So, even us living on the 24th floor is not a good thing in terms of movement during earthquakes, a good thing about living on the 24th floor is that we should be high enough to be safe from any potential tsunamis. This is, of course, providing that the building is not on fire or badly damaged during the earthquake. To be prepared for spending a several day period in the apartment we have a stash of food and water in the cupboards – similarly to the ‘hätävara’ that you were supposed to have in Finnish homes during the cold war (see photo of our currently slightly puny reserves in our natural-disaster-cupboard, thinking about it, it seems to be missing the essential bottle of Vodka – I must stock up) . In fact, the sirens wailing during an earthquake/tsunami drill in Osaka are not too different from the testing of the alarms in my home town of Kotka the first Wednesday of every month at noon to urge people to go to the ‘safety’ of underground bunkers from the Russian nuclear missiles. In case you are wondering, yes, in Finland, there are bunkers under most public buildings, blocks of flats and some private homes.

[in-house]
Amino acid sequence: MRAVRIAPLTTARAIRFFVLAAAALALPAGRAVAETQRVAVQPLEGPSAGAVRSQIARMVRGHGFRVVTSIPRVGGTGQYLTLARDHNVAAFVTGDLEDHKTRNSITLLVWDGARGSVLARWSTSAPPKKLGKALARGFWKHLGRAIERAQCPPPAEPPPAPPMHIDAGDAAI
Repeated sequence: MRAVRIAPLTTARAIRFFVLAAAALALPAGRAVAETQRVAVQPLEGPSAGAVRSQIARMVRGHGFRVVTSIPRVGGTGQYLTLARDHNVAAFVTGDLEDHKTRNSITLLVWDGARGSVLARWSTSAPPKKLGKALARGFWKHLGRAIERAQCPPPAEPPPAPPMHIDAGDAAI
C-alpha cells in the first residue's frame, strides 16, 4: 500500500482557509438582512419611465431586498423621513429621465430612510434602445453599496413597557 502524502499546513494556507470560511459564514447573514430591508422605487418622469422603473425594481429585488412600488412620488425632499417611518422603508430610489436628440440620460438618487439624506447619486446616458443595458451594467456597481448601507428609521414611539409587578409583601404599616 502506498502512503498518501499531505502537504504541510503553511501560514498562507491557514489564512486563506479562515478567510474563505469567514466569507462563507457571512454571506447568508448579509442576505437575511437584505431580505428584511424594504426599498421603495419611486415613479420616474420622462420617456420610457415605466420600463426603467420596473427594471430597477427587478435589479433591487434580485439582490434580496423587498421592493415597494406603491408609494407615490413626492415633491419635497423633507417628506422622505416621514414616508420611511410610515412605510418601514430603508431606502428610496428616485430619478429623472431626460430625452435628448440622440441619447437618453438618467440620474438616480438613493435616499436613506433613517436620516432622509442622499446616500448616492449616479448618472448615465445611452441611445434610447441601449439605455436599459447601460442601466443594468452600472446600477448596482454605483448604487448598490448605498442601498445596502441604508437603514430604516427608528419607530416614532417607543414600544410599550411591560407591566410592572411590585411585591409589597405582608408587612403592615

In Finland we have a saying which roughly translates to ‘someone’s moped doing a wheelie’ (‘lähtee mopo käsistä’). So, in the event of Putin’s moped doing a wheelie and deciding to try to change the Russian borders, the Finnish are well prepared with their bunkers (with or without vodka).
So, we, like the rest of Japan, are relatively well prepared for earthquakes. Nevertheless, I am really hoping there won’t be a bad earthquake here during our stay in Japan. That last sentence sounded really selfish. I suppose what I could have said is: I really hope that there won’t be a bad earthquake in Japan ever again. But me saying that would be way too optimistic, unrealistic and completely ignoring the fact that there will be more earthquakes in Japan. We just don’t know when.